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Gender and Power



Gender and Power

Lindemann through her exploration of the practice of BDSM (bondage, discipline, dominance, submission, sadism and masochism) raises a number of interesting points with regards to the relationship between gender and power, as well as general gender constructs within society in general. In particular, Lindemann explores the fact that the type of relationships that the dominatrix normally have with their male counterparts, goes against the traditional relationship between men and women. This she proceeds to argue, raises the need to further explore the relationship in broader terms and against the backdrop of accepted gender constructs and social interaction. Secondly, the author argues that the relationship between pro-dommes and their male counterparts can also be considered subversive towards gender norms, while at the same time conservative towards these very norms, by virtue of the fact that it is normally the woman that is dominant in such relationships, but at the same time is paid act so. Lindemann actually equates the relationship to that of poorly paid prostitution.

Indeed, the dynamics of the relationship and the complexities with which women seem to be on top while at the same time conservative towards gender norms and constructs, make for very interesting reading. Furthermore, the relationship does raise valid points regarding certain unconventional forms of feminine and masculine desire and comportment usually hidden or foreclosed from public view. Part of the reason why males seek such relationships is perhaps due to an inherent need to be dominated. This is however not in line with the traditional gender constructs, a factor which then leads to the engagement in such relationships (ones in which males want to be dominated). Lindemann’s assertion that such relationships do exist even in normal culture but do so in a hidden manner, are therefore quite valid, and raise very interesting questions and challenges for traditional social interactions. Further, such relationships can be argued to reflect the true social interaction that exists between men and women, as such relationships are honest and often unburdened by social norms and expectations.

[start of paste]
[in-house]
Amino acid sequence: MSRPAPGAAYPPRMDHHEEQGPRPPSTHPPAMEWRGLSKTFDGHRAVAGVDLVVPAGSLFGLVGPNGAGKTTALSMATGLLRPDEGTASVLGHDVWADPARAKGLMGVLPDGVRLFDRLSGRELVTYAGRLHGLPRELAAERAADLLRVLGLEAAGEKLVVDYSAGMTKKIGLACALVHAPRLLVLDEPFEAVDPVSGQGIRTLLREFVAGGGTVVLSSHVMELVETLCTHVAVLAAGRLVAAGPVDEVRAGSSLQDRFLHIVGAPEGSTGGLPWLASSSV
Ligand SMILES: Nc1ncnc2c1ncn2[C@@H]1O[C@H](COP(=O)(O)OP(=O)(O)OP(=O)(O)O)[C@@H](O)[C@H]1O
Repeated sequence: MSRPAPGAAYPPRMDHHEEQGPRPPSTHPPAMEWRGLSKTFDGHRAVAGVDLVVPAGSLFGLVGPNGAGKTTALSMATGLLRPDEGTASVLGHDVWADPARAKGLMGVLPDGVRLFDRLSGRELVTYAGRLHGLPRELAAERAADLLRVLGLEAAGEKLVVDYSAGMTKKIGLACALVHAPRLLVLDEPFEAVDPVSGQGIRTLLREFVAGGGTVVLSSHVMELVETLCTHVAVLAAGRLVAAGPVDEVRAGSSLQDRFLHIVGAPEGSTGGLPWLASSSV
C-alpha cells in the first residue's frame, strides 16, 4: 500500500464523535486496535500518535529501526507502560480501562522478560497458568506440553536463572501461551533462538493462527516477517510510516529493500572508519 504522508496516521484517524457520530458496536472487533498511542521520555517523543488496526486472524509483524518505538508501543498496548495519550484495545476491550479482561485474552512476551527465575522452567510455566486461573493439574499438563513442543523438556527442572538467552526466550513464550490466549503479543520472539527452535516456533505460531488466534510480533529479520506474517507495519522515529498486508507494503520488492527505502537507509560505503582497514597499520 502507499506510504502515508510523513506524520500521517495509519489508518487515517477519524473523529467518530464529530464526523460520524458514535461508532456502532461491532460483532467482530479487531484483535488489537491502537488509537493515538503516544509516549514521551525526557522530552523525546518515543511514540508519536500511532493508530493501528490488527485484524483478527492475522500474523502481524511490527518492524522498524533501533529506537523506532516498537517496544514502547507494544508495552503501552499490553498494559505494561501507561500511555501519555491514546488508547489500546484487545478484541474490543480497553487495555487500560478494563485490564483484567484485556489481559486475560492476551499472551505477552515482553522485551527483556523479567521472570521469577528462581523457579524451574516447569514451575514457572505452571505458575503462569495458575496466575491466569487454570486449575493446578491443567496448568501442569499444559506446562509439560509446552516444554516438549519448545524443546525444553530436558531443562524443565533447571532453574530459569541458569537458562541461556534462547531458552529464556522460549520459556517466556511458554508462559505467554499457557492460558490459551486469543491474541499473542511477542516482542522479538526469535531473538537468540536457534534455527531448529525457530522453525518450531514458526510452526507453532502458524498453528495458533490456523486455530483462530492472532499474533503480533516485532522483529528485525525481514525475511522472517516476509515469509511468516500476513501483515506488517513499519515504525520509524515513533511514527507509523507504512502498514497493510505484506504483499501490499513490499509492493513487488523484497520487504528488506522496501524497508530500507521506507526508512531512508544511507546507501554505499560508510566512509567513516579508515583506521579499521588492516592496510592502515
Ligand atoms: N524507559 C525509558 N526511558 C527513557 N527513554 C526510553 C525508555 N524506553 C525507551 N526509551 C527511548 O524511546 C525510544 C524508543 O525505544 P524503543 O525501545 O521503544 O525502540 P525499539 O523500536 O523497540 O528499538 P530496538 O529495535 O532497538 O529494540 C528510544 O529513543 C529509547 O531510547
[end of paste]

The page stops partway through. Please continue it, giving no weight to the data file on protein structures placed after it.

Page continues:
Lindemann’s second assertion that such relationships ironically conform to social expectations is also correct, as by accepting money to perform, women are essentially participating in low paid prostitution. Furthermore, by allowing themselves to be used as sexual objects aimed at satisfying particular male erotic needs devoid of any emotion serves to fuel the view of women as simple sexual objects, meant to submit to men. In this case, women simply seem to be submitting to the spending power of men, who act submissive out of their own accord, rather than to conform to set social norms and expectations.

Overall, Lindemann makes a number of valid arguments and assertions regarding the relationship between gender and power, as well as how BDSM relationships serve to challenge the traditional socially accepted view of women as the submissive. This also raises the bigger question of whether or not men prefer to be dominant, or are simply forced by society and societal norms, to be as dominant as they are. Conversely, the relationship also serves to reaffirm common social beliefs of the woman as the submissive and inferior gender, due to the fact that it is essentially a demonstration of submission to male spending power, with the males then exploiting this power to satisfy their own sexual needs.


Lindemann, D. (2012). Dominatrix: Gender, Eroticism, and Control in the DungeonDominatrix:Gender, Eroticism, and Control in the Dungeon. University of Chicago Press

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